Application of Low-Salinity Waterflooding in Carbonate Cores: A Geochemical Modeling Study
Peer reviewed, Journal article
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Original versionNatural Resources Research. 2020, 10.1007/s11053-020-09712-5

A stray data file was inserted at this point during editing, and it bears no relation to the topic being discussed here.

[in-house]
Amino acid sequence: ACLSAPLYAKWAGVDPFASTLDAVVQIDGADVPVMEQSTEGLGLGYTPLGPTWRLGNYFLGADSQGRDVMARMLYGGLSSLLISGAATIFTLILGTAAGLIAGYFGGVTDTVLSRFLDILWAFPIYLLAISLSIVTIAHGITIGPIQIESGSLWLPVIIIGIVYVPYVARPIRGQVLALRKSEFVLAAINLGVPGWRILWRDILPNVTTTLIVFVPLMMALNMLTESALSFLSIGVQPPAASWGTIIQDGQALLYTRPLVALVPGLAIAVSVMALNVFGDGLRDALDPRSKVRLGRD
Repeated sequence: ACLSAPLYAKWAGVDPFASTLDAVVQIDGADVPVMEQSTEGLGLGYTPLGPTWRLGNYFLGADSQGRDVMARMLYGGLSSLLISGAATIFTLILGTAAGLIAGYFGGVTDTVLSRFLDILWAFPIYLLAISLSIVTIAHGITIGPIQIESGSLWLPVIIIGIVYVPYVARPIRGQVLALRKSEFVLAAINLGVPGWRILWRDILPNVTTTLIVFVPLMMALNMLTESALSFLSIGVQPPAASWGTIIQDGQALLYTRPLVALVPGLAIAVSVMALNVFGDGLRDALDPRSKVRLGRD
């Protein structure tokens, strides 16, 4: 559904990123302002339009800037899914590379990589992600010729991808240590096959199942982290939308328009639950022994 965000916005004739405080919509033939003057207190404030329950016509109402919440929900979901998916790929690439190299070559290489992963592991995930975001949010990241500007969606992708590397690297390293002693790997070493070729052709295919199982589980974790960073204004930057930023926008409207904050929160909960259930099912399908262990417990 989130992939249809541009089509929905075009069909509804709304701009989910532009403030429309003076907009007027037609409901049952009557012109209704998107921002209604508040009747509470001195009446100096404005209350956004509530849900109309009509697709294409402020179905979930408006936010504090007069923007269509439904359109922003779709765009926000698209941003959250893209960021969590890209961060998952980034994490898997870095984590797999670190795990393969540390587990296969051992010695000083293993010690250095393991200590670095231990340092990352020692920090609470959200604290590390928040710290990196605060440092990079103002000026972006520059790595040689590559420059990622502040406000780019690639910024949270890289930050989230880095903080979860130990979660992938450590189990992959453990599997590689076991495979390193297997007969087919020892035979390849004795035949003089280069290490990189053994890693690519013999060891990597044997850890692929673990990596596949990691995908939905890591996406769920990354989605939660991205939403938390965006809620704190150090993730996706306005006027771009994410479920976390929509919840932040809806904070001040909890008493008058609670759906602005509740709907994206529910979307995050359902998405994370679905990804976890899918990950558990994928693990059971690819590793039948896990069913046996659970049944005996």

Waterflooding is the most widely applied improved oil recovery technique. Recently, there has been growing interest in the chemistry and ionic composition of the injected water. Low-salinity waterflooding (LSWF) is a relatively recent enhanced oil recovery technique that has the ability to alter the crude oil/brine/rock interactions and improve oil recovery in both clastics and carbonates. In this paper, the increase in the recovery factor during LSWF was modeled based on the exchange of divalent cations (Ca2+ and Mg2+) between the aqueous phase and the carbonate rock surface. Numerical simulations were performed using laboratory coreflood data, and oil recovery and pressure drop from experimental works were successfully history matched. The ion exchange equivalent fractions, effluent ions concentrations, changes in mineral moles, and pH have also been examined. Besides, an investigation of multi-component ionic exchange as a mechanism responsible for wettability alteration during LSWF in heterogeneous low-permeability carbonate cores is presented. The results show that wettability alteration is responsible for the increase in oil recovery during LSWF, as reflected by the shift in the crossover points of the relative permeability curves. A sensitivity study done on many key parameters (e.g., timing of LSWF injection, injection rate and temperature) and the mechanistic modeling method revealed that they all have huge effects on the process.